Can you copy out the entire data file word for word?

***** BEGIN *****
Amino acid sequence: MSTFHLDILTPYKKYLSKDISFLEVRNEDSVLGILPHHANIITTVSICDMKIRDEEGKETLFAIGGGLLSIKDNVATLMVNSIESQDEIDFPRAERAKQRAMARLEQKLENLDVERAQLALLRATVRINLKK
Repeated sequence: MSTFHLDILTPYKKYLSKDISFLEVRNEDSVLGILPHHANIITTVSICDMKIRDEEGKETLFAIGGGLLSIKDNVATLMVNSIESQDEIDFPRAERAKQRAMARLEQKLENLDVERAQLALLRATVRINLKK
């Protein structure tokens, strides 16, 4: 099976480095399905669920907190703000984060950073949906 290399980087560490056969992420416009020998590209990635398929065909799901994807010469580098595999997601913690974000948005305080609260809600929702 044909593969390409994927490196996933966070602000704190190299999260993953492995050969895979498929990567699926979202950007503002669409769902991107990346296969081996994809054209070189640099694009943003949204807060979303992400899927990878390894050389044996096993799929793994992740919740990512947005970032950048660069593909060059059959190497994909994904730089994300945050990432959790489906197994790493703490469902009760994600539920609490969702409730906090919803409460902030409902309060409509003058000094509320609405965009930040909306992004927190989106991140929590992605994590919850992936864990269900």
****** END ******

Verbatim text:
Amino acid sequence: MSTFHLDILTPYKKYLSKDISFLEVRNEDSVLGILPHHANIITTVSICDMKIRDEEGKETLFAIGGGLLSIKDNVATLMVNSIESQDEIDFPRAERAKQRAMARLEQKLENLDVERAQLALLRATVRINLKK
Repeated sequence: MSTFHLDILTPYKKYLSKDISFLEVRNEDSVLGILPHHANIITTVSICDMKIRDEEGKETLFAIGGGLLSIKDNVATLMVNSIESQDEIDFPRAERAKQRAMARLEQKLENLDVERAQLALLRATVRINLKK
């Protein structure tokens, strides 16, 4: 099976480095399905669920907190703000984060950073949906 290399980087560490056969992420416009020998590209990635398929065909799901994807010469580098595999997601913690974000948005305080609260809600929702 044909593969390409994927490196996933966070602000704190190299999260993953492995050969895979498929990567699926979202950007503002669409769902991107990346296969081996994809054209070189640099694009943003949204807060979303992400899927990878390894050389044996096993799929793994992740919740990512947005970032950048660069593909060059059959190497994909994904730089994300945050990432959790489906197994790493703490469902009760994600539920609490969702409730906090919803409460902030409902309060409509003058000094509320609405965009930040909306992004927190989106991140929590992605994590919850992936864990269900």